Education and Workforce Development Cabinet
Kentucky’s unemployment rate drops to 7.7 percent in April 2014

Press Release Date:  Thursday, May 15, 2014  
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FRANKFORT, Ky. (May 15, 2014) — Kentucky’s seasonally adjusted preliminary unemployment rate fell to 7.7 percent in April 2014 from a revised 7.9 percent in March 2014, according to the Office of Employment and Training (OET), an agency of the Kentucky Education and Workforce Development Cabinet.

 

The preliminary April 2014 jobless rate was .6 percentage points below the 8.3 percent rate recorded for the state in April 2013.

 

The U.S. seasonally adjusted jobless rate dropped to 6.3 percent in April 2014 from 6.7 percent in March 2014, according to the U.S. Department of Labor.

 

Labor force statistics, including the unemployment rate, are based on estimates from the Current Population Survey of households. It is designed to measure trends rather than to count the actual number of people working. It includes jobs in agriculture and those classified as self-employed.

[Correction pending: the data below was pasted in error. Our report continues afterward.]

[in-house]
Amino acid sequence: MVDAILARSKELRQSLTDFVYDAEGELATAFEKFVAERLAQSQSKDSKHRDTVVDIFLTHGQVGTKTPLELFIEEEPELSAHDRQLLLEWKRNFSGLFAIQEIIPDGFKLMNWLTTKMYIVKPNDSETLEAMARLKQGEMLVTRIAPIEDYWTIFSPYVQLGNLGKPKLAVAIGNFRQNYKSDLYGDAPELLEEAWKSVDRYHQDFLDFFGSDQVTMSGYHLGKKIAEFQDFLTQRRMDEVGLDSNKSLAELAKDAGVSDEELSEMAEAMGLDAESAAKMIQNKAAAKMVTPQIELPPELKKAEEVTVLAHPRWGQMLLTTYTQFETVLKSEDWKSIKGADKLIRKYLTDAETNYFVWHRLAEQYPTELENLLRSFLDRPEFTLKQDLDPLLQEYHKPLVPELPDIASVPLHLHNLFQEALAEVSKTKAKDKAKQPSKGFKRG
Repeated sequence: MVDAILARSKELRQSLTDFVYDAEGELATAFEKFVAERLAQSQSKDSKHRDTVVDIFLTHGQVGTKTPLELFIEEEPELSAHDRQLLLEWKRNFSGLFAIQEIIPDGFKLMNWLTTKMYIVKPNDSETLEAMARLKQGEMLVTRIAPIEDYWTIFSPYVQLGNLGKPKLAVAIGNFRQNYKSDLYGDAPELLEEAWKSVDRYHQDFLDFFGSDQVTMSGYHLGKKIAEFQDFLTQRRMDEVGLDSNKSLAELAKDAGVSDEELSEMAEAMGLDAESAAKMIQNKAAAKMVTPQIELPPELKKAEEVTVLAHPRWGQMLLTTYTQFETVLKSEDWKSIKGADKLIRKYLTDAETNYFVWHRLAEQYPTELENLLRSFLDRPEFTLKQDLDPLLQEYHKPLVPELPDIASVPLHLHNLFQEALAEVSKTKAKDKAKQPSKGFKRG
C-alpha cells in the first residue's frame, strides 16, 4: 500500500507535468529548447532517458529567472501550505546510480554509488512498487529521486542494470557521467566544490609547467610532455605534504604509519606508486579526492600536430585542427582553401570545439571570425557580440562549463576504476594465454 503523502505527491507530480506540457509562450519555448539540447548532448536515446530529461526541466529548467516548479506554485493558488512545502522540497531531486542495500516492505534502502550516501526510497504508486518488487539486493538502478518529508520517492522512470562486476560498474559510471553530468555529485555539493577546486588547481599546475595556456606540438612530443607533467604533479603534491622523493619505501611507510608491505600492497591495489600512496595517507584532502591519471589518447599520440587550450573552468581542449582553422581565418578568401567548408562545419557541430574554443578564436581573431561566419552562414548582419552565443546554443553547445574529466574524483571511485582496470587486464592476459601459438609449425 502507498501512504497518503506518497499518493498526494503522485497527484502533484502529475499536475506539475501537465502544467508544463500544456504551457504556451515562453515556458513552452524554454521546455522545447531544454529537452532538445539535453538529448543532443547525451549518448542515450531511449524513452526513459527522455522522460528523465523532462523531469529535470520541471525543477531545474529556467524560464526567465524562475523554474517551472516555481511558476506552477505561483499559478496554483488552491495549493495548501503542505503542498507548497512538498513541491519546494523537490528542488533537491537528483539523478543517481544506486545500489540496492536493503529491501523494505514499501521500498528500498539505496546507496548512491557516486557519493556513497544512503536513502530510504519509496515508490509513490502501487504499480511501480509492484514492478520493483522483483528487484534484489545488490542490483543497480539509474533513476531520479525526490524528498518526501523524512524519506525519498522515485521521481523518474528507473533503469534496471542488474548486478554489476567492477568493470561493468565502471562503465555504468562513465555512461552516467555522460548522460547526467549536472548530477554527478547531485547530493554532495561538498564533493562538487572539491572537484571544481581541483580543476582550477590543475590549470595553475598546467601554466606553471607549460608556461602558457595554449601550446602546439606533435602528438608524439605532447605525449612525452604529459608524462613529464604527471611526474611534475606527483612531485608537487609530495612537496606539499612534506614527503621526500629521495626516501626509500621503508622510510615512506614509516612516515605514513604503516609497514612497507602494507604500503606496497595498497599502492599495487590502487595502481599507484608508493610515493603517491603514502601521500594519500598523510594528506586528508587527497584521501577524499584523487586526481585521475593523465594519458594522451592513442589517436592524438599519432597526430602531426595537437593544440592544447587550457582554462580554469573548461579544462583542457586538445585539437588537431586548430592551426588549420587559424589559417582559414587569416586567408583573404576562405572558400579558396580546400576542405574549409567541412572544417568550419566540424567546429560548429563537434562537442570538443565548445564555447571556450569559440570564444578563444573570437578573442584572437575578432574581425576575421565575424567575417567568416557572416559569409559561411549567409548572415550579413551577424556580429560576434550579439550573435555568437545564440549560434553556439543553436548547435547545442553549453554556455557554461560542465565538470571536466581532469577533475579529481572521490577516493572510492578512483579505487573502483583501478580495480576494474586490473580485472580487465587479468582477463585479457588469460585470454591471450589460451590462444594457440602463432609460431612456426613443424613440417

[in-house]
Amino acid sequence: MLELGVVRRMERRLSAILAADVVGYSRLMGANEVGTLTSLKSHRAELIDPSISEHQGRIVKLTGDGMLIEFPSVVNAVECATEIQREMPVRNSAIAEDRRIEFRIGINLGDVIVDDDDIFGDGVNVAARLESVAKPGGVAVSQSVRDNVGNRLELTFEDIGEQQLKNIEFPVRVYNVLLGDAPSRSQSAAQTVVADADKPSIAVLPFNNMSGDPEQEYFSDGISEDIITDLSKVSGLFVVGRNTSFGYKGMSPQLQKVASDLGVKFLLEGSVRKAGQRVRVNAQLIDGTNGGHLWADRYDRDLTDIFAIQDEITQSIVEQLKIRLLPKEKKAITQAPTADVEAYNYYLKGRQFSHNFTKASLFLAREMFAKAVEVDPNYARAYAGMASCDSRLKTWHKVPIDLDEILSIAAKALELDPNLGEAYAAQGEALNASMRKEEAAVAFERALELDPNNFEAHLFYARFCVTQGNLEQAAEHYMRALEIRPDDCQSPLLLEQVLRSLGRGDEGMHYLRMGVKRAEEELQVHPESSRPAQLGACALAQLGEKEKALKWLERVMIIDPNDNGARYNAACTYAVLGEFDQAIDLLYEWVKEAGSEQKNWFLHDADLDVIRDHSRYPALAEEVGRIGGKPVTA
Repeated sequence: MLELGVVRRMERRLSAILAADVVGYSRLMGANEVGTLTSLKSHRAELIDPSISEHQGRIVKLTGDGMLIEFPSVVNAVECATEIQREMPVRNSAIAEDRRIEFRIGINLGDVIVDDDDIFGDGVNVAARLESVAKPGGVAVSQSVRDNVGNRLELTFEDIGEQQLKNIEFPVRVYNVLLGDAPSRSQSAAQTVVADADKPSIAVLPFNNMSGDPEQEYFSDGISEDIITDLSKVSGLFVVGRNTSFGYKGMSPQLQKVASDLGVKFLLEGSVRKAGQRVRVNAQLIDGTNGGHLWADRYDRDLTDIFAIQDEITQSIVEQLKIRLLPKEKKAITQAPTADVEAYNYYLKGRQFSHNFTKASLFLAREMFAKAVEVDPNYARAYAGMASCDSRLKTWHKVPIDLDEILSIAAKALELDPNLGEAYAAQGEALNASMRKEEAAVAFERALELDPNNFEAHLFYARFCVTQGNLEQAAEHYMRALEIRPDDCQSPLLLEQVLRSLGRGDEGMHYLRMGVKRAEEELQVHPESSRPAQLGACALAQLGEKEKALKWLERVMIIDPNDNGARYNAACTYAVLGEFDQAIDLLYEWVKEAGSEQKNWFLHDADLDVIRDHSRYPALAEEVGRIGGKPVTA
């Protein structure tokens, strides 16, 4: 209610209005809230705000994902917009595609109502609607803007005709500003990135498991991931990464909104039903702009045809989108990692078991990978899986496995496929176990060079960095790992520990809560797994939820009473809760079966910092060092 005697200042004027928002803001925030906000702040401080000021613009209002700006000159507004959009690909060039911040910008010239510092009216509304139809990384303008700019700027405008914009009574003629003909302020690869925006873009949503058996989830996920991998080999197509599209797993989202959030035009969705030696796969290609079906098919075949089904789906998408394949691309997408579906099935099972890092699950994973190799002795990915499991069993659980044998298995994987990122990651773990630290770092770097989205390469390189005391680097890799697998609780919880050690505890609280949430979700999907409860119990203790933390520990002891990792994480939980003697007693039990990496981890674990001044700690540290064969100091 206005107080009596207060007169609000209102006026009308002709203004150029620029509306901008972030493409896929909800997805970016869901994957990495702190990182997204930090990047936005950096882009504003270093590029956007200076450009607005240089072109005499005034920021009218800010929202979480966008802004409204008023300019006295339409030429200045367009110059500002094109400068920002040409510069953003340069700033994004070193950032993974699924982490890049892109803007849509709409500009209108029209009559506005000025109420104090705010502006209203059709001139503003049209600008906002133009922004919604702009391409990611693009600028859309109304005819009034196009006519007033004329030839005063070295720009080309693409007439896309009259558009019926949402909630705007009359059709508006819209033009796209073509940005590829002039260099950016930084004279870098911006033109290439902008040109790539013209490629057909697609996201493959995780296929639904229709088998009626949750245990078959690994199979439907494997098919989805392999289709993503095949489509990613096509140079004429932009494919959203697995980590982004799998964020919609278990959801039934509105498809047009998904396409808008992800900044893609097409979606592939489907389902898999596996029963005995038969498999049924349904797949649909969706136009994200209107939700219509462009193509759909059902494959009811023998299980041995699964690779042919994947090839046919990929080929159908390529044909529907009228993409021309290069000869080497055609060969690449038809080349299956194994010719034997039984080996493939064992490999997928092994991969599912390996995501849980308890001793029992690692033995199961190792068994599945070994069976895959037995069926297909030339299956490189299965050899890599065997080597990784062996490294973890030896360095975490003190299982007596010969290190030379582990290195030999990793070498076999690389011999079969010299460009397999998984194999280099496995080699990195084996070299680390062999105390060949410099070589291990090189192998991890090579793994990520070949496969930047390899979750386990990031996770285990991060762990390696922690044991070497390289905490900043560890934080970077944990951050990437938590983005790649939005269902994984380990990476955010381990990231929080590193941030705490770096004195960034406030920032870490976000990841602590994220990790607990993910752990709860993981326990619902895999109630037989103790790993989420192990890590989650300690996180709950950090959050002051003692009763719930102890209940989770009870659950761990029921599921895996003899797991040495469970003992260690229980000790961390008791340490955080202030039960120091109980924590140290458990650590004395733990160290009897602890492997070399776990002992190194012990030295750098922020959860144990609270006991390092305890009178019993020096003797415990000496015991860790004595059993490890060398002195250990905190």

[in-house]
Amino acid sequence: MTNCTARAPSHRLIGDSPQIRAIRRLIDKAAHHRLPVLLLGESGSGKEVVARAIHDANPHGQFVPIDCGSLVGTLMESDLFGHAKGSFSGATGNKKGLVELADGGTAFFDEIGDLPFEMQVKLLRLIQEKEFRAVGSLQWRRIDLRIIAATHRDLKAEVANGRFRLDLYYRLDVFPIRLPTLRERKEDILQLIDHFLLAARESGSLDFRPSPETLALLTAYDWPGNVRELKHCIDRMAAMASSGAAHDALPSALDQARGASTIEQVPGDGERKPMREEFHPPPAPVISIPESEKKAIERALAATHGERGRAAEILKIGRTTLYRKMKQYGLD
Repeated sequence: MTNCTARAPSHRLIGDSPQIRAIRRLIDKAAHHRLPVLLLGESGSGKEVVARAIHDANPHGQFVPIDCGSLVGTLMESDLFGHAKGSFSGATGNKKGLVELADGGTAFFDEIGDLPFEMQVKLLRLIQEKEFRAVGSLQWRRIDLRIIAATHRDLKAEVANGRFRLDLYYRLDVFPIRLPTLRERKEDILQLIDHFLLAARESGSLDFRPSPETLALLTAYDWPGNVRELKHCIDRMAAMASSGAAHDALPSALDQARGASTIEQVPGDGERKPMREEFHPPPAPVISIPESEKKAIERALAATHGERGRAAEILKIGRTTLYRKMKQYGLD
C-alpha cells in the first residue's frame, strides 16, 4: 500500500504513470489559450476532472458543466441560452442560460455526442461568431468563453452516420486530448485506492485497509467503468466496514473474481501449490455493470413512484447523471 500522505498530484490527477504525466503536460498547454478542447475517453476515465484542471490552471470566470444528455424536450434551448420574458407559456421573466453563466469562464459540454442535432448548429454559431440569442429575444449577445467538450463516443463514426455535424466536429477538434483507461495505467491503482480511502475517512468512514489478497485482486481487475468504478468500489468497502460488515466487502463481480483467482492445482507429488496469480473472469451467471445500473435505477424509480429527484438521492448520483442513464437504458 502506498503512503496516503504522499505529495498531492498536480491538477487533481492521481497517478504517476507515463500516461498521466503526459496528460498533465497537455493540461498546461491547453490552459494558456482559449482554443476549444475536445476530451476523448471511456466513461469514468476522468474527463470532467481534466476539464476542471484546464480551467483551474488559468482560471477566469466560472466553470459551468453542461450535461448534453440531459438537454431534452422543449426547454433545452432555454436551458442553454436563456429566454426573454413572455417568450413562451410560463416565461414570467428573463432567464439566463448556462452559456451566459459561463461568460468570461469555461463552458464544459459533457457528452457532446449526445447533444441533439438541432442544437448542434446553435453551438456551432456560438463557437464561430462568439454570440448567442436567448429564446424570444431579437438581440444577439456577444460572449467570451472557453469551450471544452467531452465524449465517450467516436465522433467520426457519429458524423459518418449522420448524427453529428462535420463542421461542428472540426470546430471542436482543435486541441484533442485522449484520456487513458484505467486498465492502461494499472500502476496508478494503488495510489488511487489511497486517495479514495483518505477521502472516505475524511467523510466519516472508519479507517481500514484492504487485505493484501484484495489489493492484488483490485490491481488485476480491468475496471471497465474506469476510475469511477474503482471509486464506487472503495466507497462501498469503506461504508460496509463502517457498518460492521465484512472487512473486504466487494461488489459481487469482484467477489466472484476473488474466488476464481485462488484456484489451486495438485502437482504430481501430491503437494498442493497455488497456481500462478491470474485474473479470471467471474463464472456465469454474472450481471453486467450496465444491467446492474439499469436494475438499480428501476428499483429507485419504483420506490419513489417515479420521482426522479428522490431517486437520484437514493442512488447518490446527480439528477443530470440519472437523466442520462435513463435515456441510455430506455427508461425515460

In April 2014, Kentucky’s civilian labor force was 2,064,835, a decline of 372 individuals compared to the previous month. Employment was up by 3,508, while the number of unemployed decreased by 3,880.

 

“On an objective level I realize that one good month does not establish a trend. But after three months of lackluster performance the employment numbers are back on track,” said economist Manoj Shanker of the OET. “The picture has brightened further with an uptick in labor force participation as well as a reassuringly robust increase in jobs.”

 

In a separate federal survey of business establishments that excludes jobs in agriculture and people who are self-employed, Kentucky’s seasonally adjusted nonfarm employment was up by 7,000 jobs to 1,841,100 in April 2014 from the previous month. On an over-the-year basis, the state’s nonfarm employment has risen by 6,200 jobs. 

 

Nonfarm data is provided by the Bureau of Labor Statistics’ Current Employment Statistics program. According to this survey, six of Kentucky’s 11 major nonfarm North American Industry Classification System (NAICS) job sectors registered gains in employment, while four declined and one stayed the same.